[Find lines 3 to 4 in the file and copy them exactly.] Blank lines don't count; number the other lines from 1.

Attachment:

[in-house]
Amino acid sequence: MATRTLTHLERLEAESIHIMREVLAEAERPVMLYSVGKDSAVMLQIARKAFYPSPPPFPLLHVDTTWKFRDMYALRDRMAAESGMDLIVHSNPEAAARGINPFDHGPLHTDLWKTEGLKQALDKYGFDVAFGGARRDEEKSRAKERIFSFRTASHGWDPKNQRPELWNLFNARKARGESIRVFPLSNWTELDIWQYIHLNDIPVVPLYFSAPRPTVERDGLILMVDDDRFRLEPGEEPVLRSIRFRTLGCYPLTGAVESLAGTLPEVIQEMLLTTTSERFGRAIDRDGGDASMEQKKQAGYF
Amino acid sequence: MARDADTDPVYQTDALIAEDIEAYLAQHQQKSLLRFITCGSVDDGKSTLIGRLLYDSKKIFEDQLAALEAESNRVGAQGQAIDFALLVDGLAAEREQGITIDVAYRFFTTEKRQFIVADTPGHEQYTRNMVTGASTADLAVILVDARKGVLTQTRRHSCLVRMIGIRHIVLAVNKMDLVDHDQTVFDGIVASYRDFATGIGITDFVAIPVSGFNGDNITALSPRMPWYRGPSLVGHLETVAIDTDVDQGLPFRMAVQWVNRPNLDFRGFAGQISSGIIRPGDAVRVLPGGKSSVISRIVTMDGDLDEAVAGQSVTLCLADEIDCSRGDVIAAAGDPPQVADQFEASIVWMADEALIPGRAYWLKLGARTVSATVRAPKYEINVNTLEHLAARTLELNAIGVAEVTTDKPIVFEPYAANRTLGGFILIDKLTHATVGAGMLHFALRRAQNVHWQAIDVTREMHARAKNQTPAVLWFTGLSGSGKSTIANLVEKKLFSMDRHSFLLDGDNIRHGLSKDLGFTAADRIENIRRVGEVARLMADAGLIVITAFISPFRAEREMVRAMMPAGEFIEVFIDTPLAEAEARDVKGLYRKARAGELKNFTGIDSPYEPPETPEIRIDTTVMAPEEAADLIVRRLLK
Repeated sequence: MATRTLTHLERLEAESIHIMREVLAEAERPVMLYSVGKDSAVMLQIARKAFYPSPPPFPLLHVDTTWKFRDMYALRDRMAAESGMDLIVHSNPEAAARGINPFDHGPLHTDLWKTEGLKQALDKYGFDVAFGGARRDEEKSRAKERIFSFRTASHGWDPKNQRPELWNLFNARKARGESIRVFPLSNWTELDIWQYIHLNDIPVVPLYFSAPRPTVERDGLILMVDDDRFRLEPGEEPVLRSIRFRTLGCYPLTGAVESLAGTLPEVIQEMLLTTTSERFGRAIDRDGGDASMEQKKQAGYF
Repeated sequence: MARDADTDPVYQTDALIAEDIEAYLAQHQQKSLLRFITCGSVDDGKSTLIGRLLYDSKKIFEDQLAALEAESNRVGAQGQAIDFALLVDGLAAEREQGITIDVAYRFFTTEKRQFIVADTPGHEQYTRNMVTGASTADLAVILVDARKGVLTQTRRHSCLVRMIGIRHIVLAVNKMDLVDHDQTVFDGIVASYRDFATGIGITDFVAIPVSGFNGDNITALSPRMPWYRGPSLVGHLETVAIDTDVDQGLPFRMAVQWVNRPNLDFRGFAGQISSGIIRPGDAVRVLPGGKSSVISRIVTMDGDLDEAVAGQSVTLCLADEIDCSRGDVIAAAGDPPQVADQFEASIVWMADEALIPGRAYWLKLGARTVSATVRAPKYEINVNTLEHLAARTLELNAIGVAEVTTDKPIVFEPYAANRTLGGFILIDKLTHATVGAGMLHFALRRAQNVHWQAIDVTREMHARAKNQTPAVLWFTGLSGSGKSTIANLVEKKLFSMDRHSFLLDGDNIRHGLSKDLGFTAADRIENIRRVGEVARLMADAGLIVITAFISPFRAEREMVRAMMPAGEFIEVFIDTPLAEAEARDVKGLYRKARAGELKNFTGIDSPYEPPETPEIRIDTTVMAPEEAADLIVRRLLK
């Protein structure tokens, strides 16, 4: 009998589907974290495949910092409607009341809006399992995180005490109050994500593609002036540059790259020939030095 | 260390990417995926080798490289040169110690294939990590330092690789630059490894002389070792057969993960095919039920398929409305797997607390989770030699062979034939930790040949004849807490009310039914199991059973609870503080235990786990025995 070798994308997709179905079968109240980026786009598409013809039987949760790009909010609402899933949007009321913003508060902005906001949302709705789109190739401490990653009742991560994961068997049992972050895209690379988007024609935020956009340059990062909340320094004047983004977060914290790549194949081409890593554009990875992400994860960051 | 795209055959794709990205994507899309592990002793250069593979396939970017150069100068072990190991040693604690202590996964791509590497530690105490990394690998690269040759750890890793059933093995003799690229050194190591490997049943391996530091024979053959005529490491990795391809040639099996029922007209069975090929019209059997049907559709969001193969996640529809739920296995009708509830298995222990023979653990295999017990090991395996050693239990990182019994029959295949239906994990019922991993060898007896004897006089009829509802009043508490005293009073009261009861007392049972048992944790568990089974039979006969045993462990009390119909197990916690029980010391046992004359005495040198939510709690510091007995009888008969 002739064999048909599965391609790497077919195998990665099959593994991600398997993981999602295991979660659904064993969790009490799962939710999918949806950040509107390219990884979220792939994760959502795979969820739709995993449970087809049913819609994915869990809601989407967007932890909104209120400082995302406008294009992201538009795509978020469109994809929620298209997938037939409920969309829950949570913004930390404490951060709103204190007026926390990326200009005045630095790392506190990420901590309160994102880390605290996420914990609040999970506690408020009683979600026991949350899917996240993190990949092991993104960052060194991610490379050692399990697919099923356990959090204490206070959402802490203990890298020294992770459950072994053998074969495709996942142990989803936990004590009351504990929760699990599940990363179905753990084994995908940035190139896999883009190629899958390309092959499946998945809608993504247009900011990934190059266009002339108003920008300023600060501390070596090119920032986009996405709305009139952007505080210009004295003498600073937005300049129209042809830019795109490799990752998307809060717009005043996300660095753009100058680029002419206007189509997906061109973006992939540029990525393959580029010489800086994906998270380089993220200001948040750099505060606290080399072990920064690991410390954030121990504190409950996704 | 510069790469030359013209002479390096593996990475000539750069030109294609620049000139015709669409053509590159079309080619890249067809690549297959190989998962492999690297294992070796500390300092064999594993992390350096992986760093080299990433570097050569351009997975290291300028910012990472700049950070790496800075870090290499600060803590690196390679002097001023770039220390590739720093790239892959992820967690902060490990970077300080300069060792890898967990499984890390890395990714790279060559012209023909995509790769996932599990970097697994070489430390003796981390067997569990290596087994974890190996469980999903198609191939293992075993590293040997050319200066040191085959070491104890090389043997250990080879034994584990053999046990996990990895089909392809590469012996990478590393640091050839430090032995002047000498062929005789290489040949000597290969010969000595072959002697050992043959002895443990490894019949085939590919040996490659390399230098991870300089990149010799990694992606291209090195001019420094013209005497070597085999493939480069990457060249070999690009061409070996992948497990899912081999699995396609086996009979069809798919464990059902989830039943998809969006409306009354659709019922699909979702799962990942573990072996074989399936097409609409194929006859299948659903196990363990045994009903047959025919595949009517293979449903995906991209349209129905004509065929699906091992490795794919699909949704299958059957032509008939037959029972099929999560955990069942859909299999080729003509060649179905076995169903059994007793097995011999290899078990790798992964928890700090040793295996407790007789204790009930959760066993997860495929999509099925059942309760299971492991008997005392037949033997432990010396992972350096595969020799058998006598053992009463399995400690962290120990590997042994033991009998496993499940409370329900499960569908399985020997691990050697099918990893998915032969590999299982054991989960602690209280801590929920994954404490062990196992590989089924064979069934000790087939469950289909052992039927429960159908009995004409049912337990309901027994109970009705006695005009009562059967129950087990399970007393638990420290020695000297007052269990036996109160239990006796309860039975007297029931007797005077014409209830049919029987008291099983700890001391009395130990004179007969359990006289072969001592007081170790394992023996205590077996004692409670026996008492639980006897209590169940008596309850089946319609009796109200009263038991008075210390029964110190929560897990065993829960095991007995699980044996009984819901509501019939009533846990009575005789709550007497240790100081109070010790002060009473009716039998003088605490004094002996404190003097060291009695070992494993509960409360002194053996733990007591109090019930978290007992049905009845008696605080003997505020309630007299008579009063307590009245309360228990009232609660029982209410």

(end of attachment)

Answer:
Amino acid sequence: MARDADTDPVYQTDALIAEDIEAYLAQHQQKSLLRFITCGSVDDGKSTLIGRLLYDSKKIFEDQLAALEAESNRVGAQGQAIDFALLVDGLAAEREQGITIDVAYRFFTTEKRQFIVADTPGHEQYTRNMVTGASTADLAVILVDARKGVLTQTRRHSCLVRMIGIRHIVLAVNKMDLVDHDQTVFDGIVASYRDFATGIGITDFVAIPVSGFNGDNITALSPRMPWYRGPSLVGHLETVAIDTDVDQGLPFRMAVQWVNRPNLDFRGFAGQISSGIIRPGDAVRVLPGGKSSVISRIVTMDGDLDEAVAGQSVTLCLADEIDCSRGDVIAAAGDPPQVADQFEASIVWMADEALIPGRAYWLKLGARTVSATVRAPKYEINVNTLEHLAARTLELNAIGVAEVTTDKPIVFEPYAANRTLGGFILIDKLTHATVGAGMLHFALRRAQNVHWQAIDVTREMHARAKNQTPAVLWFTGLSGSGKSTIANLVEKKLFSMDRHSFLLDGDNIRHGLSKDLGFTAADRIENIRRVGEVARLMADAGLIVITAFISPFRAEREMVRAMMPAGEFIEVFIDTPLAEAEARDVKGLYRKARAGELKNFTGIDSPYEPPETPEIRIDTTVMAPEEAADLIVRRLLK
Repeated sequence: MATRTLTHLERLEAESIHIMREVLAEAERPVMLYSVGKDSAVMLQIARKAFYPSPPPFPLLHVDTTWKFRDMYALRDRMAAESGMDLIVHSNPEAAARGINPFDHGPLHTDLWKTEGLKQALDKYGFDVAFGGARRDEEKSRAKERIFSFRTASHGWDPKNQRPELWNLFNARKARGESIRVFPLSNWTELDIWQYIHLNDIPVVPLYFSAPRPTVERDGLILMVDDDRFRLEPGEEPVLRSIRFRTLGCYPLTGAVESLAGTLPEVIQEMLLTTTSERFGRAIDRDGGDASMEQKKQAGYF